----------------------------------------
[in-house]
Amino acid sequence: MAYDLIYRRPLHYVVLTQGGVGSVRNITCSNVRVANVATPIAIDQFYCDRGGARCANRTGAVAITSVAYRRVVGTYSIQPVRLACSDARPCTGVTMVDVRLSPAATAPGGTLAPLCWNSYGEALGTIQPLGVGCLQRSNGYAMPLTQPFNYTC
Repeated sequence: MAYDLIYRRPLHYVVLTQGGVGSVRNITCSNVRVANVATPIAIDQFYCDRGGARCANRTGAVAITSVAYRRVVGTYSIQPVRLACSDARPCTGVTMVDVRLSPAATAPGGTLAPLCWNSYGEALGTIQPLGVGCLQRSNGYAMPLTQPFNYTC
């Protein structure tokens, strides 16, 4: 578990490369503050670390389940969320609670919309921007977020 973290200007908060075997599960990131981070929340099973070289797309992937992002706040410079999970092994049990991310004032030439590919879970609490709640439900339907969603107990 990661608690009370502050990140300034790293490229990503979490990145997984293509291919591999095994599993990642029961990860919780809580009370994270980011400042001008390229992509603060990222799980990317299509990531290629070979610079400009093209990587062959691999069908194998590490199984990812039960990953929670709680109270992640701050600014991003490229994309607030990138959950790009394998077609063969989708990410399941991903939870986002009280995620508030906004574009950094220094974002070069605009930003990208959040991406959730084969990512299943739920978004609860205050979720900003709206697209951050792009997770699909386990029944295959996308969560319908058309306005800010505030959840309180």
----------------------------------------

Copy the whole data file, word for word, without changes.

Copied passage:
[in-house]
Amino acid sequence: MAYDLIYRRPLHYVVLTQGGVGSVRNITCSNVRVANVATPIAIDQFYCDRGGARCANRTGAVAITSVAYRRVVGTYSIQPVRLACSDARPCTGVTMVDVRLSPAATAPGGTLAPLCWNSYGEALGTIQPLGVGCLQRSNGYAMPLTQPFNYTC
Repeated sequence: MAYDLIYRRPLHYVVLTQGGVGSVRNITCSNVRVANVATPIAIDQFYCDRGGARCANRTGAVAITSVAYRRVVGTYSIQPVRLACSDARPCTGVTMVDVRLSPAATAPGGTLAPLCWNSYGEALGTIQPLGVGCLQRSNGYAMPLTQPFNYTC
């Protein structure tokens, strides 16, 4: 578990490369503050670390389940969320609670919309921007977020 973290200007908060075997599960990131981070929340099973070289797309992937992002706040410079999970092994049990991310004032030439590919879970609490709640439900339907969603107990 990661608690009370502050990140300034790293490229990503979490990145997984293509291919591999095994599993990642029961990860919780809580009370994270980011400042001008390229992509603060990222799980990317299509990531290629070979610079400009093209990587062959691999069908194998590490199984990812039960990953929670709680109270992640701050600014991003490229994309607030990138959950790009394998077609063969989708990410399941991903939870986002009280995620508030906004574009950094220094974002070069605009930003990208959040991406959730084969990512299943739920978004609860205050979720900003709206697209951050792009997770699909386990029944295959996308969560319908058309306005800010505030959840309180």